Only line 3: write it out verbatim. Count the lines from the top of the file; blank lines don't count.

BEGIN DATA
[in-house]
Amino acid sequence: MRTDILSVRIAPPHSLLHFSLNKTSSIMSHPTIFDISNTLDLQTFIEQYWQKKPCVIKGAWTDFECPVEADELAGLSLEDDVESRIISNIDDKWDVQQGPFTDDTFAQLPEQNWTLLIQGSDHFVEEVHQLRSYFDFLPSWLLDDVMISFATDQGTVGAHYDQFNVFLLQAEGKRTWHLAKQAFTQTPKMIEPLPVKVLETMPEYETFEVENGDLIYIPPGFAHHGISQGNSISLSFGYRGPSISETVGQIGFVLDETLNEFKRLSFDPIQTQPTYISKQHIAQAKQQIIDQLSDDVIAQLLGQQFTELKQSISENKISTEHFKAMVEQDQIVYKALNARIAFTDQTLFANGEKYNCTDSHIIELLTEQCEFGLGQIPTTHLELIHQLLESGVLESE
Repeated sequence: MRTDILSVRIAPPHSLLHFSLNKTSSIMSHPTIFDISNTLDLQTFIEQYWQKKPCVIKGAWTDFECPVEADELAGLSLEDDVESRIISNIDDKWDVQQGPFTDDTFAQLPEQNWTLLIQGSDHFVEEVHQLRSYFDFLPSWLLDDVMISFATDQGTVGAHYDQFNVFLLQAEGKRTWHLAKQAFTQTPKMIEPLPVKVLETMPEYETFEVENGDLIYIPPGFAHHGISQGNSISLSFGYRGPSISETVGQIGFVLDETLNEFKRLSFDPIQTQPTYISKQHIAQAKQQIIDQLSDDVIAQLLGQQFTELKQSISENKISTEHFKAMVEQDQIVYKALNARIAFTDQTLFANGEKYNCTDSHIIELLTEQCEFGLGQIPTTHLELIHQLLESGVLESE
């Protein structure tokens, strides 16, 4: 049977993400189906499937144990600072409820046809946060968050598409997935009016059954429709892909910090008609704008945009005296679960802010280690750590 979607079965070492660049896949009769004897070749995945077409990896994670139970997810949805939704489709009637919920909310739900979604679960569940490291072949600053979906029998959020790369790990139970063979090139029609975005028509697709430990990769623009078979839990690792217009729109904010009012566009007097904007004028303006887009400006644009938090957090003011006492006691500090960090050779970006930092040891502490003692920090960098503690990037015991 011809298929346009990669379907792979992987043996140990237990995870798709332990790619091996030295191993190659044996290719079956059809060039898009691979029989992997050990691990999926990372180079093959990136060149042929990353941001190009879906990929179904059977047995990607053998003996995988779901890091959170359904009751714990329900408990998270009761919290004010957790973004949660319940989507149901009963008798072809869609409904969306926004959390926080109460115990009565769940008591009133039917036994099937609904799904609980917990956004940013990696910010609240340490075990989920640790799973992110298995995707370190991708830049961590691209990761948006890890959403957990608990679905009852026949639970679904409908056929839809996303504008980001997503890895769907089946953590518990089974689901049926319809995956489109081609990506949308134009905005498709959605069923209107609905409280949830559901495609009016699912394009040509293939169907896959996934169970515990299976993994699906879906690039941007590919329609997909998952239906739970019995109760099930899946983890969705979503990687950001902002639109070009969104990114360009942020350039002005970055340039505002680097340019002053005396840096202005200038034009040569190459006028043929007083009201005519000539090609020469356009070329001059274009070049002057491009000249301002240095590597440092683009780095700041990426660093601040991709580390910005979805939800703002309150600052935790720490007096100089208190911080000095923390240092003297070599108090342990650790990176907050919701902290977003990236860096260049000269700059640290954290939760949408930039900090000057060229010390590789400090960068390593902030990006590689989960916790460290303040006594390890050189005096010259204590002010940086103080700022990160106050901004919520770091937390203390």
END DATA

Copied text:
Repeated sequence: MRTDILSVRIAPPHSLLHFSLNKTSSIMSHPTIFDISNTLDLQTFIEQYWQKKPCVIKGAWTDFECPVEADELAGLSLEDDVESRIISNIDDKWDVQQGPFTDDTFAQLPEQNWTLLIQGSDHFVEEVHQLRSYFDFLPSWLLDDVMISFATDQGTVGAHYDQFNVFLLQAEGKRTWHLAKQAFTQTPKMIEPLPVKVLETMPEYETFEVENGDLIYIPPGFAHHGISQGNSISLSFGYRGPSISETVGQIGFVLDETLNEFKRLSFDPIQTQPTYISKQHIAQAKQQIIDQLSDDVIAQLLGQQFTELKQSISENKISTEHFKAMVEQDQIVYKALNARIAFTDQTLFANGEKYNCTDSHIIELLTEQCEFGLGQIPTTHLELIHQLLESGVLESE